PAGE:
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Eagle enet tftpd Example

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Ethernet TFTPD Server (enet_tftpd)

Compatibility Eagle 50E, 100


TFTP Overview


TFTP (Trivial File Transfer Protocol) is a very simple file transfer protocol commonly implemented on top of UDP (User Datagram Protocol) using port number 69. Its purpose is to move files between machines on different networks and is designed to be small and easily implemented. It's only features the reading and writing of files and does not offer any other advanced features or security. TFTP currently supports two different modes, "netascii" (ASCII) and "octet" (binary) with a third "mail" mode being made obsolete in 1992 by RFC1350.

Common uses for TFTP

Data downloads

Data collected and stored on the Eagle can be easily accessed and downloaded remotely via TFTP. The board does not have to be physically accessed or taken offline.

Script uploads

New and updated scripts which control your embedded application can be uploaded remotely from a network machine. Again, this can be done without physically accessing the board and without interruption.

Firmware updates

Applications can be developed so that uploaded data will be used to reprogram the firmware in flash memory. A soft reset can then allow the board to boot with the new firmware in place.

enet_tftpd example

microSD filesystem

This application uses the FatFs FAT file system for embedded systems. This allows the data on the microSD to be read with other FAT compatible systems (including Windows, Linux, Mac OSX). The FatFs file system limits file sizes to 4GB, volume size to 2TB, cluster size to 64KB, and sector size to 4KB. The FAT sub-type is also required to be either FAT12, FAT16, or FAT32. A virtually unlimited number of new files can be uploaded via TFTP, dependent on memory space. Uploading an existing file will overwrite the old file.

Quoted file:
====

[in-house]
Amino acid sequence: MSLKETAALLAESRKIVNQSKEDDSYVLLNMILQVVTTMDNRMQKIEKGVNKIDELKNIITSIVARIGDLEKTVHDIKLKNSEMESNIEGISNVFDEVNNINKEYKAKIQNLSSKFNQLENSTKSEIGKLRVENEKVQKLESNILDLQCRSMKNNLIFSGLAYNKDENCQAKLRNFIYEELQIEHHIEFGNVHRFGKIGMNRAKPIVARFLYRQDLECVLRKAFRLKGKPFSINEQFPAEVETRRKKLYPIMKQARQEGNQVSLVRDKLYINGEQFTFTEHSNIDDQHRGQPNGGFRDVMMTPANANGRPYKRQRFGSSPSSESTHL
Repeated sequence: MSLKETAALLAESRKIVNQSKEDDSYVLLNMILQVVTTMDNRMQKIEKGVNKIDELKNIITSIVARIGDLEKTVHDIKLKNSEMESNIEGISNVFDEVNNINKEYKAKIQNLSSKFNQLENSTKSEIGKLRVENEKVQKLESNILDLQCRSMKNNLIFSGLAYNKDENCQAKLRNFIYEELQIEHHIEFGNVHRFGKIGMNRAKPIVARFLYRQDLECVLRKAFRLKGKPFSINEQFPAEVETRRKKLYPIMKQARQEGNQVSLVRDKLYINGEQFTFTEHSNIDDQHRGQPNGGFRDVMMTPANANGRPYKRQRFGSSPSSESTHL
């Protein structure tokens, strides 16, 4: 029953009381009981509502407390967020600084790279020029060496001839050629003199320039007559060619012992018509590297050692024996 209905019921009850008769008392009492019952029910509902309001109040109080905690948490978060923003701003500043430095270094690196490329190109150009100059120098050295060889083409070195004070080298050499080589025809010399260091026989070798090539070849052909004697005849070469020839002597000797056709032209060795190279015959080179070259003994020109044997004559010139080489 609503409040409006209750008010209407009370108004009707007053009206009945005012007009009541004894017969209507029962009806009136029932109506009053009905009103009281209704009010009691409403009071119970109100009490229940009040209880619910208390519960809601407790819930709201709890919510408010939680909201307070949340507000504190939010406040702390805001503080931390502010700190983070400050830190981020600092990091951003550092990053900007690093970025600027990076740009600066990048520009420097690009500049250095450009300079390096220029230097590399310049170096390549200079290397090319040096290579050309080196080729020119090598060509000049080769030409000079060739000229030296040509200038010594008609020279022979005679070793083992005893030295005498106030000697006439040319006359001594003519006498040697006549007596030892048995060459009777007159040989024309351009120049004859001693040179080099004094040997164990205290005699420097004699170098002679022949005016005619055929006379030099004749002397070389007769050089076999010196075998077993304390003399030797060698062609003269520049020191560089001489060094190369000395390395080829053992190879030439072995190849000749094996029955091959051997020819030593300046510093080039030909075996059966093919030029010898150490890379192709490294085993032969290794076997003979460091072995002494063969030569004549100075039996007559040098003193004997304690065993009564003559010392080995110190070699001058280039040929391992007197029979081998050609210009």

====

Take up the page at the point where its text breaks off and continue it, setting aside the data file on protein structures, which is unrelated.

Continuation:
Internal filesystem

The enet_tftpd example uses a standard ROMFS filesystem for supporting read operations from files included at compile time. These files are included as lmi-fsdata.h and occupy a part of the object code. Use the makefs.bat utility in the enet_tftpd directory to convert the files in the enet_tftpd\fs\ directory to the lmi-fsdata.h header file. Remember, these files will be read only and must share the 256KB flash memory with the application and bootloader.

For write operations to internal flash memory, enet_tftpd uses a non-standard ROMFS filesystem. Storage capacity is limited to the remaining flash memory that is not occupied by the bootloader, application, and existing ROMFS. The amount of memory used for ROMFS writing must be specified at compile time and has a default of 16KB.

See filesystem limitations for more details.

Compile options

Firmware update mode

Firmware update mode is set by defining BL_UPDATE as a compiler pre-processor option. With this option, any file uploaded to the board will be flashed to memory address 0x00 and board will be reset. This data can not be downloaded later by a GET request as no file system information is recorded.

TFTP port

The TFTP port can be specified by defining TFTP_PORT as a compiler pre-processor option. For example, to set the port as 6969, use TFTP_PORT=6969. If no port is specified, enet_tftpd will use the default port, 69.

TFTP clients

Command line TFTP